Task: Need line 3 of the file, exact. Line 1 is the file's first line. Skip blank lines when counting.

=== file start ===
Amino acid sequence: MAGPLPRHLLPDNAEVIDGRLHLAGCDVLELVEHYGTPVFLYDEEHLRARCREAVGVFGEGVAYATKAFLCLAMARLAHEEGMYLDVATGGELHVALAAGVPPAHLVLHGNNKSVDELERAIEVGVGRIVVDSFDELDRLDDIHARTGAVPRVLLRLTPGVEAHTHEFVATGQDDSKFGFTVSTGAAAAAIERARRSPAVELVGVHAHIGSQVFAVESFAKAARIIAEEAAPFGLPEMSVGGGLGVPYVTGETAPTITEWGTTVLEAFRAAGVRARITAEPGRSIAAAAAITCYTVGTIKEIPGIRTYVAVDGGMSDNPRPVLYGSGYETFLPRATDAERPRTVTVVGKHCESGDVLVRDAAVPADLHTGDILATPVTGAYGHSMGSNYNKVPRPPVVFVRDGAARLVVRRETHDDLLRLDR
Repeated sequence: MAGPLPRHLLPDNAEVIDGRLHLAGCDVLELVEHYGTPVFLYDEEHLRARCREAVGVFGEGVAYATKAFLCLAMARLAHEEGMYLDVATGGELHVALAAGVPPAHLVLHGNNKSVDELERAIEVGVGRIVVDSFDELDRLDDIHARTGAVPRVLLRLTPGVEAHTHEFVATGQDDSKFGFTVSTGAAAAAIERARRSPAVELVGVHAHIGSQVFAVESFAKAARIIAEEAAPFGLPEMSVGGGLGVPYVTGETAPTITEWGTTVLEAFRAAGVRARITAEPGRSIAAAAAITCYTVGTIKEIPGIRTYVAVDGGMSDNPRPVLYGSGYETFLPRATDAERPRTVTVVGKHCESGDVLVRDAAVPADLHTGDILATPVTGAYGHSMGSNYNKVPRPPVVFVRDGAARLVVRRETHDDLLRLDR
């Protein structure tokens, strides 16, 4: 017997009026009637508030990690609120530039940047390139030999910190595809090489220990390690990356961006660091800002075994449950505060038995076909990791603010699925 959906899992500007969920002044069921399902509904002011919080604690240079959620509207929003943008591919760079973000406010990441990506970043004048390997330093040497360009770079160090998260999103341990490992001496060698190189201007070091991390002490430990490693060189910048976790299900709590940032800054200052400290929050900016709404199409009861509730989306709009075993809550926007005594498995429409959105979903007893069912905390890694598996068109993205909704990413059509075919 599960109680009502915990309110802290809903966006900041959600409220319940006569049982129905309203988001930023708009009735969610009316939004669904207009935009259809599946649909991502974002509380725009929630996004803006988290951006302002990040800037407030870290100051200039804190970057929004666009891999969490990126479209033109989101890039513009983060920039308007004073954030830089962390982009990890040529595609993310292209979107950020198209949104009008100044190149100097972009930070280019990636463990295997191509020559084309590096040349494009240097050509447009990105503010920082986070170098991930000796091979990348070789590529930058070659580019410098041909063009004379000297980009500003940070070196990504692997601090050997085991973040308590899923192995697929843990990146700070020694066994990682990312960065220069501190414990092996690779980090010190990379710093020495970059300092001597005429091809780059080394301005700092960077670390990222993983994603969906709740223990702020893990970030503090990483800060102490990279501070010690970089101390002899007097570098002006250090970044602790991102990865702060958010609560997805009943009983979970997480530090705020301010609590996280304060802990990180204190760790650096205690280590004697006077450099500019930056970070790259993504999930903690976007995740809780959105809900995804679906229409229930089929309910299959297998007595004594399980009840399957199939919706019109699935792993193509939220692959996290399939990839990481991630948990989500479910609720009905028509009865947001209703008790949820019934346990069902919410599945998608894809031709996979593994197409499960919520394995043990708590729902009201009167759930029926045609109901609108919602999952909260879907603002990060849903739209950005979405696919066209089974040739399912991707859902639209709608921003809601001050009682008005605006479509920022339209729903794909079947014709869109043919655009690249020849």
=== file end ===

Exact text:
């Protein structure tokens, strides 16, 4: 017997009026009637508030990690609120530039940047390139030999910190595809090489220990390690990356961006660091800002075994449950505060038995076909990791603010699925 959906899992500007969920002044069921399902509904002011919080604690240079959620509207929003943008591919760079973000406010990441990506970043004048390997330093040497360009770079160090998260999103341990490992001496060698190189201007070091991390002490430990490693060189910048976790299900709590940032800054200052400290929050900016709404199409009861509730989306709009075993809550926007005594498995429409959105979903007893069912905390890694598996068109993205909704990413059509075919 599960109680009502915990309110802290809903966006900041959600409220319940006569049982129905309203988001930023708009009735969610009316939004669904207009935009259809599946649909991502974002509380725009929630996004803006988290951006302002990040800037407030870290100051200039804190970057929004666009891999969490990126479209033109989101890039513009983060920039308007004073954030830089962390982009990890040529595609993310292209979107950020198209949104009008100044190149100097972009930070280019990636463990295997191509020559084309590096040349494009240097050509447009990105503010920082986070170098991930000796091979990348070789590529930058070659580019410098041909063009004379000297980009500003940070070196990504692997601090050997085991973040308590899923192995697929843990990146700070020694066994990682990312960065220069501190414990092996690779980090010190990379710093020495970059300092001597005429091809780059080394301005700092960077670390990222993983994603969906709740223990702020893990970030503090990483800060102490990279501070010690970089101390002899007097570098002006250090970044602790991102990865702060958010609560997805009943009983979970997480530090705020301010609590996280304060802990990180204190760790650096205690280590004697006077450099500019930056970070790259993504999930903690976007995740809780959105809900995804679906229409229930089929309910299959297998007595004594399980009840399957199939919706019109699935792993193509939220692959996290399939990839990481991630948990989500479910609720009905028509009865947001209703008790949820019934346990069902919410599945998608894809031709996979593994197409499960919520394995043990708590729902009201009167759930029926045609109901609108919602999952909260879907603002990060849903739209950005979405696919066209089974040739399912991707859902639209709608921003809601001050009682008005605006479509920022339209729903794909079947014709869109043919655009690249020849």